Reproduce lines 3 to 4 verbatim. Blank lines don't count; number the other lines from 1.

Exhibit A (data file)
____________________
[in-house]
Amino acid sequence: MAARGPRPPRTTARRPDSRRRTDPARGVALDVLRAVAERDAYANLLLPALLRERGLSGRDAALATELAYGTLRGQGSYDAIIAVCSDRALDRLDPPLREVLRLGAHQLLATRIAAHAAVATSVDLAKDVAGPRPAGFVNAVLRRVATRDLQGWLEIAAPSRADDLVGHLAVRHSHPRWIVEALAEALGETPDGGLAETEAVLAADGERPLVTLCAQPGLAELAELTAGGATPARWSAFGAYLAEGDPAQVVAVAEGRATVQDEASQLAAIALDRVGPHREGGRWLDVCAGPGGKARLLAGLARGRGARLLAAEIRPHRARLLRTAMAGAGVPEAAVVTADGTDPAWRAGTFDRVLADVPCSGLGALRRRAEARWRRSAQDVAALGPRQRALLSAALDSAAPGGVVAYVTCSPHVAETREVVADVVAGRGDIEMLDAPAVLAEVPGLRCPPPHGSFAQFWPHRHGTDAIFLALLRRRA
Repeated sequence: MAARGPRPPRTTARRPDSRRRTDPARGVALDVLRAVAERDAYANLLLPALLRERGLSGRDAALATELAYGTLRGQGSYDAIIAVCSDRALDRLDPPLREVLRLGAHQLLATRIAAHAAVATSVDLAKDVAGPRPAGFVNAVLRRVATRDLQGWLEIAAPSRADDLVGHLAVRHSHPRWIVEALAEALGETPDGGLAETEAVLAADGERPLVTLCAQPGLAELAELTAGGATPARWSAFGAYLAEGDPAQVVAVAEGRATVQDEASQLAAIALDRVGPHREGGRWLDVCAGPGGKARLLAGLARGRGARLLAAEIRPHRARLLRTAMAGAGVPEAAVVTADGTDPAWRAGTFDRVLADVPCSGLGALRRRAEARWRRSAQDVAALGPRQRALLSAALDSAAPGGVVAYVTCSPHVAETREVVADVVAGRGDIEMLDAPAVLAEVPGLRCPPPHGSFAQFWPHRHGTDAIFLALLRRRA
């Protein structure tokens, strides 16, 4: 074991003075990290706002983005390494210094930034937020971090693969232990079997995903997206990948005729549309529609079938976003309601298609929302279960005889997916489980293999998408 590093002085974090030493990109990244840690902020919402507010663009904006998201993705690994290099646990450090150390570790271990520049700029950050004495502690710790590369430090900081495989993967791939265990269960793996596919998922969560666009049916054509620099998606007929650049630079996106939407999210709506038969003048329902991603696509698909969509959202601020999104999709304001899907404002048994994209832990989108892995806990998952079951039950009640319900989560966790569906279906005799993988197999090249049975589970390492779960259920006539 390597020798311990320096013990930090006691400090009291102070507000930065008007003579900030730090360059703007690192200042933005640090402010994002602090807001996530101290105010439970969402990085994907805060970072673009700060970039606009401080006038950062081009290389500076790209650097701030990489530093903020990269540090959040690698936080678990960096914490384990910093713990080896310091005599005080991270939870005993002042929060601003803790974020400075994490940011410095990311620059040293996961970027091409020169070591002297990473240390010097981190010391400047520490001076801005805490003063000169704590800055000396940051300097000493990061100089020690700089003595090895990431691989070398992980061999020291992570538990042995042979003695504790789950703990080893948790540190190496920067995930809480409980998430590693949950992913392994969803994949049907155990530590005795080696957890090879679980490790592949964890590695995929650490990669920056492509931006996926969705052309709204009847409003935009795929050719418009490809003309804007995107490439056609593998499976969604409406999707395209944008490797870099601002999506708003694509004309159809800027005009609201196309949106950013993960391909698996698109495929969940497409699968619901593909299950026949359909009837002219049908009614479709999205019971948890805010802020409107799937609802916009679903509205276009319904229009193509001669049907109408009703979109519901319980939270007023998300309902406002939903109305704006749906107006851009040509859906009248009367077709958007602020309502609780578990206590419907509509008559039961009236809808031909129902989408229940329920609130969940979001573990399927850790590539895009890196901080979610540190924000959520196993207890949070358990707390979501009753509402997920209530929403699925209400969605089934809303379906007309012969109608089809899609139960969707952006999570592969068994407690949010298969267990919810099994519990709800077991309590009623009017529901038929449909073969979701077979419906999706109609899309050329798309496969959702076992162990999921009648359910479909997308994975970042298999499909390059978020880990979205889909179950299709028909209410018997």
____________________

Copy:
Repeated sequence: MAARGPRPPRTTARRPDSRRRTDPARGVALDVLRAVAERDAYANLLLPALLRERGLSGRDAALATELAYGTLRGQGSYDAIIAVCSDRALDRLDPPLREVLRLGAHQLLATRIAAHAAVATSVDLAKDVAGPRPAGFVNAVLRRVATRDLQGWLEIAAPSRADDLVGHLAVRHSHPRWIVEALAEALGETPDGGLAETEAVLAADGERPLVTLCAQPGLAELAELTAGGATPARWSAFGAYLAEGDPAQVVAVAEGRATVQDEASQLAAIALDRVGPHREGGRWLDVCAGPGGKARLLAGLARGRGARLLAAEIRPHRARLLRTAMAGAGVPEAAVVTADGTDPAWRAGTFDRVLADVPCSGLGALRRRAEARWRRSAQDVAALGPRQRALLSAALDSAAPGGVVAYVTCSPHVAETREVVADVVAGRGDIEMLDAPAVLAEVPGLRCPPPHGSFAQFWPHRHGTDAIFLALLRRRA
């Protein structure tokens, strides 16, 4: 074991003075990290706002983005390494210094930034937020971090693969232990079997995903997206990948005729549309529609079938976003309601298609929302279960005889997916489980293999998408 590093002085974090030493990109990244840690902020919402507010663009904006998201993705690994290099646990450090150390570790271990520049700029950050004495502690710790590369430090900081495989993967791939265990269960793996596919998922969560666009049916054509620099998606007929650049630079996106939407999210709506038969003048329902991603696509698909969509959202601020999104999709304001899907404002048994994209832990989108892995806990998952079951039950009640319900989560966790569906279906005799993988197999090249049975589970390492779960259920006539 390597020798311990320096013990930090006691400090009291102070507000930065008007003579900030730090360059703007690192200042933005640090402010994002602090807001996530101290105010439970969402990085994907805060970072673009700060970039606009401080006038950062081009290389500076790209650097701030990489530093903020990269540090959040690698936080678990960096914490384990910093713990080896310091005599005080991270939870005993002042929060601003803790974020400075994490940011410095990311620059040293996961970027091409020169070591002297990473240390010097981190010391400047520490001076801005805490003063000169704590800055000396940051300097000493990061100089020690700089003595090895990431691989070398992980061999020291992570538990042995042979003695504790789950703990080893948790540190190496920067995930809480409980998430590693949950992913392994969803994949049907155990530590005795080696957890090879679980490790592949964890590695995929650490990669920056492509931006996926969705052309709204009847409003935009795929050719418009490809003309804007995107490439056609593998499976969604409406999707395209944008490797870099601002999506708003694509004309159809800027005009609201196309949106950013993960391909698996698109495929969940497409699968619901593909299950026949359909009837002219049908009614479709999205019971948890805010802020409107799937609802916009679903509205276009319904229009193509001669049907109408009703979109519901319980939270007023998300309902406002939903109305704006749906107006851009040509859906009248009367077709958007602020309502609780578990206590419907509509008559039961009236809808031909129902989408229940329920609130969940979001573990399927850790590539895009890196901080979610540190924000959520196993207890949070358990707390979501009753509402997920209530929403699925209400969605089934809303379906007309012969109608089809899609139960969707952006999570592969068994407690949010298969267990919810099994519990709800077991309590009623009017529901038929449909073969979701077979419906999706109609899309050329798309496969959702076992162990999921009648359910479909997308994975970042298999499909390059978020880990979205889909179950299709028909209410018997």